Plans for Buckhead Wal-Mart near Lindbergh Center fall short in City Council

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Plans for Buckhead Wal-Mart near Lindbergh Center fall short in City Council

A proposal to change Atlanta’s long-term plans by allowing a Wal-Mart and mixed-use development to be built on more than 21 acres of land in the Lindbergh area of south Buckhead fell short Monday by one vote in the City Council.

Supporters of the plan — a $90 million project that could include 200,000 square feet of retail space and more than 200 apartments — backed the change in land use with seven votes to six nays. But it wasn’t enough because the city’s legislative rules require eight votes for passage.

A variety of revisions to the original plan, including the addition of a 3-acre park and 100 affordable apartments geared toward seniors — couldn’t get the proposal over the top.

“I think it says a lot that they couldn’t get eight votes after two years,” said City Councilman Howard Shook, who voted against the land use changes. “If they had done a more urban design, this might have passed a while ago and I might have supported it.”

The vote leaves development plans for the area in doubt. The city’s comprehensive development plan calls for the site — near an existing Target, Best Buy and a massive furniture store called The Dump — to be used for high-density residential properties. But developers wanted to change the land-use designation to “high density mixed use” and “very high density residential.”

Opponents of the Wal-Mart project said the city should not set aside its original plan for the site, which is a few blocks away from the Lindbergh Center MARTA stop.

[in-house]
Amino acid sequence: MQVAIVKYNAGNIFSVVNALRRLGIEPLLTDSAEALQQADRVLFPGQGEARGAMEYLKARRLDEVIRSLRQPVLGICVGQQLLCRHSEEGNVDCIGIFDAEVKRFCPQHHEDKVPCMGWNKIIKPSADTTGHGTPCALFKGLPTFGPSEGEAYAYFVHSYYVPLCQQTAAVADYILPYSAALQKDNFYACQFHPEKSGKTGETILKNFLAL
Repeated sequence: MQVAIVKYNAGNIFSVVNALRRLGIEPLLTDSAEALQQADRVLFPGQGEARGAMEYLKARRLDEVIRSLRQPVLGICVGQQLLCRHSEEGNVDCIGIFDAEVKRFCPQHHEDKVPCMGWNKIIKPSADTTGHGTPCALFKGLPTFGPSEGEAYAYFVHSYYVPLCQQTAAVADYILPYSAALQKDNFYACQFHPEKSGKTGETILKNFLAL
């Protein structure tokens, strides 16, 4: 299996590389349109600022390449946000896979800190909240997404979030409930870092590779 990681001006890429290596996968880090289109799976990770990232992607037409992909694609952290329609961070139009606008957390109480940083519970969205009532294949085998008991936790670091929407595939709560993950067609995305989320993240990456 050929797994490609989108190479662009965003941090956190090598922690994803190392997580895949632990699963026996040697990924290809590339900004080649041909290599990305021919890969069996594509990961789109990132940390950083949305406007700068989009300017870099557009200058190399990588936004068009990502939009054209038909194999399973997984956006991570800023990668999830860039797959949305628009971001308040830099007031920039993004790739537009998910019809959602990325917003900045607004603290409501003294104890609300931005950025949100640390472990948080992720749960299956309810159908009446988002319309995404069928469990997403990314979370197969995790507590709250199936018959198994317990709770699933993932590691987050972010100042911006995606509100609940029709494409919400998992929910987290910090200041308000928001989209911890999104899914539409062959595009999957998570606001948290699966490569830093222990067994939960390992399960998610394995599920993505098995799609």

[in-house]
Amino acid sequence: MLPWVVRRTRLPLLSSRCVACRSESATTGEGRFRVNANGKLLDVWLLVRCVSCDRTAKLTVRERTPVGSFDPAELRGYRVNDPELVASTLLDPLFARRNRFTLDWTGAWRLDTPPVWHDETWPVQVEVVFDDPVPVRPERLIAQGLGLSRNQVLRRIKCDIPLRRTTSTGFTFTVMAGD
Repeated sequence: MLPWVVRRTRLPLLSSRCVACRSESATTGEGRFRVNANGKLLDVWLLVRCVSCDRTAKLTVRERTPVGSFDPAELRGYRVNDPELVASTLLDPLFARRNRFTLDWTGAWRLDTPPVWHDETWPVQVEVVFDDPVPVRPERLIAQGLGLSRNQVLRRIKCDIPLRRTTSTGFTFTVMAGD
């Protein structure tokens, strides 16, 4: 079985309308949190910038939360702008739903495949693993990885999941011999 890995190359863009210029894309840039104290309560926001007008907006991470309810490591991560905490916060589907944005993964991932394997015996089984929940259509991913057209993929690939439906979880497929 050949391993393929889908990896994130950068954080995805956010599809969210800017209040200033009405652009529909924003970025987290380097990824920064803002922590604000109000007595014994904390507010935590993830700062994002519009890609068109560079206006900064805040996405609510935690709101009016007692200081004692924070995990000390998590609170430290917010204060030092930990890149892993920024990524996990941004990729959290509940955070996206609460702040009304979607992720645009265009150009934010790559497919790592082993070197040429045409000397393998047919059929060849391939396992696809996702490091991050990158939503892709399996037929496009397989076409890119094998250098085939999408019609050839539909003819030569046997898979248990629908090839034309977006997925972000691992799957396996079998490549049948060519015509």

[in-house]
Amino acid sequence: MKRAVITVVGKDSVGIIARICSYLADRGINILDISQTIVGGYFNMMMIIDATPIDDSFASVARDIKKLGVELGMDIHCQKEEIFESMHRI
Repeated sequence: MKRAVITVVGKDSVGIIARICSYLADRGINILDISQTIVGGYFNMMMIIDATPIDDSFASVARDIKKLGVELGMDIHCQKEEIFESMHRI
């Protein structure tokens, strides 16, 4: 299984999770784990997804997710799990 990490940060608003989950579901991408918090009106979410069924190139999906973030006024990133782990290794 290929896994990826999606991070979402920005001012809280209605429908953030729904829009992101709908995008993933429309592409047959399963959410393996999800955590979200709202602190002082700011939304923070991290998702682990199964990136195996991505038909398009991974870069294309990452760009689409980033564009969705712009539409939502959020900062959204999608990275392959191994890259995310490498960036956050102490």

In any case, no major project — except the Wal-Mart proposal — is in the pipeline for the site, according to city officials. Weed-covered lots and a half-finished building framed in concrete stand nearby.

Michael Isaacs, who lives in Garden Hills, said he and several neighbors were initially intrigued by the idea of a new grocery store at the site. But the fact that it would be part of a Wal-Mart supercenter changed things.

“We’re not anti-Wal-Mart,” Isaacs said. “Make that very clear. We are anti-big-box development. There is plenty of demand for residential real estate.”

Mayor Kasim Reed took a hands-off approach in public as the controversy swirled, although he had been an outspoken supporter of another Wal-Mart project in Vine City.

The proposed Wal-Mart was approved in July by the city’s Zoning Review Board. But the plan attracted a phalanx of opposition in surrounding neighborhoods. The critics picked up key allies on the City Council, including the chairman of the zoning committee.

The rezoning and changed land use would have been only one step that developers needed. The project would still have needed design work and permitting.

With the project stalled, it’s not clear whether it can be restarted. Developer Jeff Fuqua vowed to press on, although he said he wasn’t sure was the exact way he could get the legislation back on track.

“Just another day in the life of a developer,” he said. “We continue on. There’s a method for this.”

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